Systems genetics; Swine model; Complex human traits
The pig is one of the most important agriculture animals,
which has provided the largest amount of consumable red
meat protein. The pig is also a valuable model for studying
human diseases because pigs are more similar in genomic
structure to human than mice are . Pigs are used as
models in genetics analysis and gene knockout or
knock-in studies of human diseases such as cystic
fibrosis, Alzheimers disease, and BRCA1-associated
mammary carcinogenesis. Genetic studies of pig models of
human diseases led to the identification of novel
quantitative trait loci for cutaneous melanoma and a novel
mutation in the LDL receptor that contributes to
spontaneous hypercholesterolemia . Gene expression profiling
in pig models led to the identification of RACK1 as a
potential marker of malignancy for human melanocytic
proliferation . The pig has also been used to study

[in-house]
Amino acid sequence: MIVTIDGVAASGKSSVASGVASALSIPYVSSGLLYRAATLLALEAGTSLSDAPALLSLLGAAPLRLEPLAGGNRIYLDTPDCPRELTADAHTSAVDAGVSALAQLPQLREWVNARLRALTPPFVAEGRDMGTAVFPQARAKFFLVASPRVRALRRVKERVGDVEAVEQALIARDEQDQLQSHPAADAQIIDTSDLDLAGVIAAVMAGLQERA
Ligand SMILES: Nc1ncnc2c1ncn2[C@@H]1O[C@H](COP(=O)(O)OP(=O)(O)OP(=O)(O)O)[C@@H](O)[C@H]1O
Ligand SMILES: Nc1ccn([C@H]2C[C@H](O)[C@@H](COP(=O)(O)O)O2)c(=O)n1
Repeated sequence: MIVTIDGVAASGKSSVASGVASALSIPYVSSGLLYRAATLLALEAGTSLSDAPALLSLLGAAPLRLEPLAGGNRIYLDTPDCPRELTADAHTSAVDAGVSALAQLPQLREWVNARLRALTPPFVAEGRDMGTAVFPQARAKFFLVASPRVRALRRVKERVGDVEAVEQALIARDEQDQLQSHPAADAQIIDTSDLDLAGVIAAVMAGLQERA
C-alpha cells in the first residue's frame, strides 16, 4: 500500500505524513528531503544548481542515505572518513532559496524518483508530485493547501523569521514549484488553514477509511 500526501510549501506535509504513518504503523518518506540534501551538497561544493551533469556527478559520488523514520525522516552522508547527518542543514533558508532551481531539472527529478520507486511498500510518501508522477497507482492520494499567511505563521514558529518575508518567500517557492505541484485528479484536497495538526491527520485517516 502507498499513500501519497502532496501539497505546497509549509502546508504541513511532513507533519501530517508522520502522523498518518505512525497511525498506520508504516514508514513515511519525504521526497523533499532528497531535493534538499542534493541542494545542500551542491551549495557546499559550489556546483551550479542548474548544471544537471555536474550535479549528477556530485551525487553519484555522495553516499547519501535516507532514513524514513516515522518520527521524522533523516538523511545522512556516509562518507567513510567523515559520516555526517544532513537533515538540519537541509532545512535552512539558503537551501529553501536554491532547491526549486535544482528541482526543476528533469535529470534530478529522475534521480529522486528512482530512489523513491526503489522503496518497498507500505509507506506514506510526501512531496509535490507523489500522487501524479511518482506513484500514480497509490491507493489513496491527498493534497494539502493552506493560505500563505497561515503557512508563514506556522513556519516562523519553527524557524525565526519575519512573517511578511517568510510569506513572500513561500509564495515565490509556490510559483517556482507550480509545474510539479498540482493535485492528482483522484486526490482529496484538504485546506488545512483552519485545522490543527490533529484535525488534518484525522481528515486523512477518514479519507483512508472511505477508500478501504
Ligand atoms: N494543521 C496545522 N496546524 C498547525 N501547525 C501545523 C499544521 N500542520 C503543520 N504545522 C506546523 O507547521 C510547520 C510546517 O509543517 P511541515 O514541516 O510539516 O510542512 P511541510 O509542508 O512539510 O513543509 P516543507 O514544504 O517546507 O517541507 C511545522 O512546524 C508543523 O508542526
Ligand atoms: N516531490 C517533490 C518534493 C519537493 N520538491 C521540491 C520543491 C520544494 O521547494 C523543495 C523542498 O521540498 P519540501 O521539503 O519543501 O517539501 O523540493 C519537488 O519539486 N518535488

autoimmune, congenital, and bone diseases, as well as
cancer, diabetes, and cardiovascular diseases such as
atherosclerosis and hypertension.
However, the genetic similarity between pig and human
has not been assessed in large, systematic studies. Thus,
pigs may be underused as models for human diseases.
Here we surveyed about 500 F2 animals in a swine cross
using a high density 60 K SNP array and examined
phenotypic traits of interests to both agriculture and human
diseases, including anemia traits, limb bone length, and
number of ribs.
Integrated network or systems biology approaches,
which combine genetic, genomic, and phenotypic data
into network views, have been applied to understand
obesity [4,5], cancers , and other human diseases.
Integrated network approaches are powerful tools for
analyzing complex high-throughput data. They have
provided many new insights into diseases  and
identified many novel candidate genes that cause human
diseases , and were later validated experimentally .
By applying integrated analysis on phenotypic traits
and genotype data, we show that both swine and human